England are nothing if not meticulous. They successfully lobbied for Compton to guest for Worcestershire, only a week after he had encountered them for Somerset, not because they are having second thoughts, but because stuff happens: somebody could break a finger in a training mishap or have a seedy encounter with a Nottingham curry.
It is nine days now since the ECB released a statement from Geoff Miller, the national selector, that jarred in its finality. "We believe that Joe Root is currently the best opening partner for Alastair Cook and he will open the batting against Essex," it read. Essex = England = the first Investec Test. Perhaps the entire series. Perhaps the next ten years.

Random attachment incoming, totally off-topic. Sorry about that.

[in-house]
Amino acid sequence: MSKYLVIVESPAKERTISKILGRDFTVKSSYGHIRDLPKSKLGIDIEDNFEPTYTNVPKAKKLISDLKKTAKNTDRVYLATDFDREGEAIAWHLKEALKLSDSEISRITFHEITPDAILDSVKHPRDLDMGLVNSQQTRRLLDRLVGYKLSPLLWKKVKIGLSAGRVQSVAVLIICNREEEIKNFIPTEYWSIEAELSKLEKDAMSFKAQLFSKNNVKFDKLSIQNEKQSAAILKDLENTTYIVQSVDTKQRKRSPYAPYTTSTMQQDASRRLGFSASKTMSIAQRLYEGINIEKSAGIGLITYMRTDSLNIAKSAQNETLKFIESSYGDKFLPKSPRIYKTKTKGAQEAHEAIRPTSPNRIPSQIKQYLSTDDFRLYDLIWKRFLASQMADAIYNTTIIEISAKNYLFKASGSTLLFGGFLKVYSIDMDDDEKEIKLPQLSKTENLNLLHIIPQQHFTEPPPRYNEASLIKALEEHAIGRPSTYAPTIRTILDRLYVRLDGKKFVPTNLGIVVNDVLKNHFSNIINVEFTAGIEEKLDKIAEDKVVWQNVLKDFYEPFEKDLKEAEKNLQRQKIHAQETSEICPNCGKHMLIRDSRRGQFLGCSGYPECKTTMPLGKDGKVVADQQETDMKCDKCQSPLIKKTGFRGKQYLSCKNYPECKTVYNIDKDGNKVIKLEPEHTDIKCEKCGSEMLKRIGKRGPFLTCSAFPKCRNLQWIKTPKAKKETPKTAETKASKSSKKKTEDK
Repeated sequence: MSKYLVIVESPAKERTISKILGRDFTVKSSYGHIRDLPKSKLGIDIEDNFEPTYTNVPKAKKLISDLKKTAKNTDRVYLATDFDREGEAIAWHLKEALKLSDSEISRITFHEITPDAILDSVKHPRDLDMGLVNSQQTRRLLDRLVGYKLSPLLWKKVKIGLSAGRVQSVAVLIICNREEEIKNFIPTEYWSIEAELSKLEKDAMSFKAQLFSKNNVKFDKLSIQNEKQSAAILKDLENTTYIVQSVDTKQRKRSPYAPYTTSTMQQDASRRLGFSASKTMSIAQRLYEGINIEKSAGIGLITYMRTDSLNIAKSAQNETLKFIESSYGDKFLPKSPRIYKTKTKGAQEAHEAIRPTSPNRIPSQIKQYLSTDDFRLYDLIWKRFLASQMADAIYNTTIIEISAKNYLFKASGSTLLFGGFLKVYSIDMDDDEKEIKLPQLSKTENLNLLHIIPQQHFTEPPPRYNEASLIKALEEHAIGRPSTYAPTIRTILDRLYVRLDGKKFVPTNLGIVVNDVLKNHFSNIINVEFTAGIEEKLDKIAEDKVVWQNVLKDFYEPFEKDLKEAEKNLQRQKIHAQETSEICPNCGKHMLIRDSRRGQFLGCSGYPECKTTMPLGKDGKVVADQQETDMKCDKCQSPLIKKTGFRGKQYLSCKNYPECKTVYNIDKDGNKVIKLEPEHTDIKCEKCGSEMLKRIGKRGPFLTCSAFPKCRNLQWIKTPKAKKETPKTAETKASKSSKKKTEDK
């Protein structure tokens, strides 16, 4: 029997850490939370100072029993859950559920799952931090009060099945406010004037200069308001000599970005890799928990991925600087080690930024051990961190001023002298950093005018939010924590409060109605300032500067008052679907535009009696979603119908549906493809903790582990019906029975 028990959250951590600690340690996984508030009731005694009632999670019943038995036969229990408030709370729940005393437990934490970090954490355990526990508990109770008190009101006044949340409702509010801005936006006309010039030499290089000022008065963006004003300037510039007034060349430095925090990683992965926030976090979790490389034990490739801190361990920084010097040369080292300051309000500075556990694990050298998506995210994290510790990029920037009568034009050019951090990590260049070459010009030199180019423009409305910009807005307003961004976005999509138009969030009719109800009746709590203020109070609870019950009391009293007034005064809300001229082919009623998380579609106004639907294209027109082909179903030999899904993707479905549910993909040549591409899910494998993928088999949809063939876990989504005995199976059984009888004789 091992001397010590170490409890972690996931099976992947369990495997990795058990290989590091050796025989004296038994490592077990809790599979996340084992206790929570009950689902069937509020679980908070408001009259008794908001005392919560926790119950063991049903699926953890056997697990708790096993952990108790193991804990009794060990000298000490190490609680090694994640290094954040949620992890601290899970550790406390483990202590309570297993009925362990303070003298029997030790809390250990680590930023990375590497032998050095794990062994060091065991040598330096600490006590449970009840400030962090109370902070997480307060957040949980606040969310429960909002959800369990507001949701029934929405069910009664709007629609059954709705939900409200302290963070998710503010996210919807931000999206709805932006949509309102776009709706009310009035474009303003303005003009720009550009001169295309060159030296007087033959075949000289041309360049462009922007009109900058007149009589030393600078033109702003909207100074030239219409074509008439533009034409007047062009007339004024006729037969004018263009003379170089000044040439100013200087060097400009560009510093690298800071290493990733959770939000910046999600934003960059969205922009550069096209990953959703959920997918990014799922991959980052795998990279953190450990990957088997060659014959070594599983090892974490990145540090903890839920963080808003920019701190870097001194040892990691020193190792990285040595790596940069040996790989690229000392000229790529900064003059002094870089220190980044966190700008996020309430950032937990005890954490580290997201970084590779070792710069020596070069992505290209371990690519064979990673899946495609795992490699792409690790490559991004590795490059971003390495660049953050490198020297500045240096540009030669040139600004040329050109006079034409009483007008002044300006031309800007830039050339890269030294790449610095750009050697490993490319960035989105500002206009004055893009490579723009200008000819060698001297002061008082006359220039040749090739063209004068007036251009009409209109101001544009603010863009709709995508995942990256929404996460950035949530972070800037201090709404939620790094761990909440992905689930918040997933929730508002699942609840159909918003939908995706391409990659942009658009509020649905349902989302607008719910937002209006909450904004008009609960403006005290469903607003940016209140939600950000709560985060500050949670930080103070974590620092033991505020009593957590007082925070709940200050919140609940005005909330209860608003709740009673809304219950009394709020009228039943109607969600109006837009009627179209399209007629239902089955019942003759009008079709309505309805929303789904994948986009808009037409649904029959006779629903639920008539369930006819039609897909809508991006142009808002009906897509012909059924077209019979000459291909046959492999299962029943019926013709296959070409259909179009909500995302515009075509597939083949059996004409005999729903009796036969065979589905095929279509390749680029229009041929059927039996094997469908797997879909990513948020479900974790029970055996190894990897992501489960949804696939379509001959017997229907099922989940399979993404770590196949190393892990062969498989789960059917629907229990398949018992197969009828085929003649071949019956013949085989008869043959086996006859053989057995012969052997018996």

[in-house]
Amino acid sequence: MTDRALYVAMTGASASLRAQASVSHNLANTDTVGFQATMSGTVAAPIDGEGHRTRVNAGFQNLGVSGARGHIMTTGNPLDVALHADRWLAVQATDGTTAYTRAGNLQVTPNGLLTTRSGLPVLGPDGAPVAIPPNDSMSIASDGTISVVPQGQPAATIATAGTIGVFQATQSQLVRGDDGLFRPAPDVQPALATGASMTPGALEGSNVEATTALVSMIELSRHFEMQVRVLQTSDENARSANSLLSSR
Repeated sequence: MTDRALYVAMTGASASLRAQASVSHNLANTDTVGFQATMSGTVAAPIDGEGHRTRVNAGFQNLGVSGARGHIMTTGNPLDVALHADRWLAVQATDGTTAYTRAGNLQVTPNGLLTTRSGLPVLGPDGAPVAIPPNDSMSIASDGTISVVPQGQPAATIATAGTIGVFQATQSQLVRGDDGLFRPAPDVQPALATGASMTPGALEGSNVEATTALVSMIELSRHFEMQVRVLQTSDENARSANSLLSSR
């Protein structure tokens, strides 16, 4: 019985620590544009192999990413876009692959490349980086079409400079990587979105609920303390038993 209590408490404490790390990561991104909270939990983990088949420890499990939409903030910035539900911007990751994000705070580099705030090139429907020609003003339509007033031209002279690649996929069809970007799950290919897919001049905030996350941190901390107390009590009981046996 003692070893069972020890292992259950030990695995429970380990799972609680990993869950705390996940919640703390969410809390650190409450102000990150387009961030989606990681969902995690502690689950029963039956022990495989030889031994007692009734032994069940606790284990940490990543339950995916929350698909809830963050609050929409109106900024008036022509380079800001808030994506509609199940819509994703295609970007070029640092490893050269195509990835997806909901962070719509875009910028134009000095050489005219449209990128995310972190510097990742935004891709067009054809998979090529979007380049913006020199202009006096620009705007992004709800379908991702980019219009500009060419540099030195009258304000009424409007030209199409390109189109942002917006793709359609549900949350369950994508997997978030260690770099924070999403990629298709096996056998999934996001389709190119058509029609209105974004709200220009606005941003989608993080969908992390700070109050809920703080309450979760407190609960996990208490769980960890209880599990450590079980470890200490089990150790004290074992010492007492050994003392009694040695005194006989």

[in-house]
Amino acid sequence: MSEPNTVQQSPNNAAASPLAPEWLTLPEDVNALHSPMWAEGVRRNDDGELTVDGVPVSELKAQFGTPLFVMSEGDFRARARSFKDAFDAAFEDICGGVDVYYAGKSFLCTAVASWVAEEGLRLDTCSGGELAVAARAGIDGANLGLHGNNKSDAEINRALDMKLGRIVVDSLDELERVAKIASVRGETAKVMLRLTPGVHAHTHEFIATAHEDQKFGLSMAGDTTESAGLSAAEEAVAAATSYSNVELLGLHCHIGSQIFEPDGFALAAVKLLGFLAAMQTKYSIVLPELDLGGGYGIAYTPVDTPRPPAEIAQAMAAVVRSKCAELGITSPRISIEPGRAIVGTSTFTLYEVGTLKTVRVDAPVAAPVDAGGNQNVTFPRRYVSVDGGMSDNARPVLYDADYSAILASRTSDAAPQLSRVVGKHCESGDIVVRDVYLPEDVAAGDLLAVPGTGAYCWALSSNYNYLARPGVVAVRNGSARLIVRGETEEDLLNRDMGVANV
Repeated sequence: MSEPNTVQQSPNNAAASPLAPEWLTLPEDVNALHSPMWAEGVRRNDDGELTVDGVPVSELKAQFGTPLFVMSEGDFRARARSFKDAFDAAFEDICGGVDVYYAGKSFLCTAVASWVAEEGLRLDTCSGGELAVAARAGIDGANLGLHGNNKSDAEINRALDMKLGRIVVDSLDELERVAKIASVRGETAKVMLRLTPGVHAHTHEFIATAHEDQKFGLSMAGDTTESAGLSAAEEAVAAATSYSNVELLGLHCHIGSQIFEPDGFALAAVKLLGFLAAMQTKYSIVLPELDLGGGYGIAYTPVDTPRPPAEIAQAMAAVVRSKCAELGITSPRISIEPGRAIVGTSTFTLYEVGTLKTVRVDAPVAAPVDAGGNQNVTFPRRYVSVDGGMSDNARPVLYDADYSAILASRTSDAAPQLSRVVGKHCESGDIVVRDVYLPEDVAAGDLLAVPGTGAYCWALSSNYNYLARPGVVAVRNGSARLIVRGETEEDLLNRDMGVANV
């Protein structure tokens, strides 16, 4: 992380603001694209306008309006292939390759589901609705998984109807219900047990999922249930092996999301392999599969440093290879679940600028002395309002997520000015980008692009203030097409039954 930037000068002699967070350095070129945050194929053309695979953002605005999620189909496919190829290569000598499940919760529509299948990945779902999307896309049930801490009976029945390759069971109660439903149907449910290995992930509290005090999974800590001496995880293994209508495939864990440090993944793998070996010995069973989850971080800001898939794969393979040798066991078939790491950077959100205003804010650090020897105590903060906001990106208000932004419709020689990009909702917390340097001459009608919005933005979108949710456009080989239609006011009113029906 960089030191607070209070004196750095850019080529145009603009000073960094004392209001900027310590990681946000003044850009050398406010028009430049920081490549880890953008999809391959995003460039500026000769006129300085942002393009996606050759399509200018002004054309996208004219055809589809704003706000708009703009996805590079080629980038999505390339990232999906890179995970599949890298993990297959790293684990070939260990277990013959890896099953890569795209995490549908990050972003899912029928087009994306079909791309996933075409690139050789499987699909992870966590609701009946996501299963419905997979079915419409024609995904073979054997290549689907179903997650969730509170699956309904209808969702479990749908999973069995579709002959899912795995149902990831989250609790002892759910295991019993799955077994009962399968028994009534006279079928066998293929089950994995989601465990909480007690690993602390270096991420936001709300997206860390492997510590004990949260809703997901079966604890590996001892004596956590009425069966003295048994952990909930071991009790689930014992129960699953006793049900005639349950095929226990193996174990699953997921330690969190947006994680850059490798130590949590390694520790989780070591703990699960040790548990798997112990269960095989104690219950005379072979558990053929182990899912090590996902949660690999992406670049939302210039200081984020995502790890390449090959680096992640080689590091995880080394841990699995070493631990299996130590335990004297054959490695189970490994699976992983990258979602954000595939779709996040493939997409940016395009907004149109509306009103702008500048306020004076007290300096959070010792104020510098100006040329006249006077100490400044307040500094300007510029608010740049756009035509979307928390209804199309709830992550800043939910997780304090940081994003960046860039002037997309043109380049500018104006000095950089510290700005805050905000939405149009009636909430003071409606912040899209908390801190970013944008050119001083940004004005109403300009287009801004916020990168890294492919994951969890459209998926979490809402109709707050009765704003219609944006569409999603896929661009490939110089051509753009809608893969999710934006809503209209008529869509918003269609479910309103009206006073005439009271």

Minutes before the release was made, Compton's half-century had been invaluable as Somerset squeezed their first Championship win of the season on a treacherous surface at Derby. He had no inkling of what was to follow. He was deeply upset when Miller informed him he would not be opening at Trent Bridge and his hurt still ran deep when Andy Flower, England's team director, rang him the following day.
It must have felt surreal a day after that when Compton fulfilled a long-standing obligation for a photo shoot with England's captain, Alastair Cook. It had been envisaged as promotional material involving England's Ashes opening pair. It had become a stray entry in the diary that could not be scrubbed out. But it doubtless gave Compton more opportunity to discuss why England's view had changed.
England's mood about Compton shifted irreversibly after the last of his four failures against New Zealand, a tortuous 7 from 45 balls at Headingley, one which left his batting average at 32 after nine Tests.